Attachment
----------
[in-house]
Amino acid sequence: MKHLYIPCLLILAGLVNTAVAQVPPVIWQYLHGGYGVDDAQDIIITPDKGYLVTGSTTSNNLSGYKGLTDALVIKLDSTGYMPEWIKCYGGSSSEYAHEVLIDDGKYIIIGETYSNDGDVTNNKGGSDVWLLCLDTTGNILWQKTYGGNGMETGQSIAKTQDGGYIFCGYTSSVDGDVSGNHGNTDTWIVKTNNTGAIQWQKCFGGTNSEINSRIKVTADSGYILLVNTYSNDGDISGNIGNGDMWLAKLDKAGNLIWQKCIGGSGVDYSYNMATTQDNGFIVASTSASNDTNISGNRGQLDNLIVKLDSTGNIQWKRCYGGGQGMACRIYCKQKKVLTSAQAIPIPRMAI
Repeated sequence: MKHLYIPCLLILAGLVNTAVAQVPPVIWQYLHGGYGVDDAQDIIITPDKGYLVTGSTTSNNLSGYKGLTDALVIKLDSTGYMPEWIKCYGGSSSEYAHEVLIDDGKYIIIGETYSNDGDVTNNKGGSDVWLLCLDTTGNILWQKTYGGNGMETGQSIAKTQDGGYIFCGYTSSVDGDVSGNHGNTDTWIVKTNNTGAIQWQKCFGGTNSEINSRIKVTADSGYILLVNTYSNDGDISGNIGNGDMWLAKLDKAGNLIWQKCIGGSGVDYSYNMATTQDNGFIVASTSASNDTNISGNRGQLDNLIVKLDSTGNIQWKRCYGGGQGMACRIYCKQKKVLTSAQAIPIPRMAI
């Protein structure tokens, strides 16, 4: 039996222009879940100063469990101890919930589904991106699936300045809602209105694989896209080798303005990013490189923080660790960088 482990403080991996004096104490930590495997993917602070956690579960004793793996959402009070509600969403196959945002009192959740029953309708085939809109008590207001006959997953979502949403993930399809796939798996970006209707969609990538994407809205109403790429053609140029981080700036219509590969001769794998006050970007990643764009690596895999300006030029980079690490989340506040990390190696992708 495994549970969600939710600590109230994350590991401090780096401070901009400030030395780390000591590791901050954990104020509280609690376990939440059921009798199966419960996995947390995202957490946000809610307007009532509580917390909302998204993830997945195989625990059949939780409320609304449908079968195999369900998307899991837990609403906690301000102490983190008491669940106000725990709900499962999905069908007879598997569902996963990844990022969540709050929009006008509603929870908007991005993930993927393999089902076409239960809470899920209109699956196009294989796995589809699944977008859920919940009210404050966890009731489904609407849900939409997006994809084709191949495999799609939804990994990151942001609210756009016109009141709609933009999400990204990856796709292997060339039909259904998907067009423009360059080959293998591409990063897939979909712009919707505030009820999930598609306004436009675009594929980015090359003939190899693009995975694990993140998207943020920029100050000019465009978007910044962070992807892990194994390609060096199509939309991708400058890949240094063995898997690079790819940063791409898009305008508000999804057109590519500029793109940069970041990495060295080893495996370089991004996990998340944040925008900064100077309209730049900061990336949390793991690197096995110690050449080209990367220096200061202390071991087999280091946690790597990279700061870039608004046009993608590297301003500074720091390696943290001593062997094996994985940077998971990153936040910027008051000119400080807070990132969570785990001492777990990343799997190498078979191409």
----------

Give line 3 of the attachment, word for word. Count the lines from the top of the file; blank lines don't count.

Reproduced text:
Repeated sequence: MKHLYIPCLLILAGLVNTAVAQVPPVIWQYLHGGYGVDDAQDIIITPDKGYLVTGSTTSNNLSGYKGLTDALVIKLDSTGYMPEWIKCYGGSSSEYAHEVLIDDGKYIIIGETYSNDGDVTNNKGGSDVWLLCLDTTGNILWQKTYGGNGMETGQSIAKTQDGGYIFCGYTSSVDGDVSGNHGNTDTWIVKTNNTGAIQWQKCFGGTNSEINSRIKVTADSGYILLVNTYSNDGDISGNIGNGDMWLAKLDKAGNLIWQKCIGGSGVDYSYNMATTQDNGFIVASTSASNDTNISGNRGQLDNLIVKLDSTGNIQWKRCYGGGQGMACRIYCKQKKVLTSAQAIPIPRMAI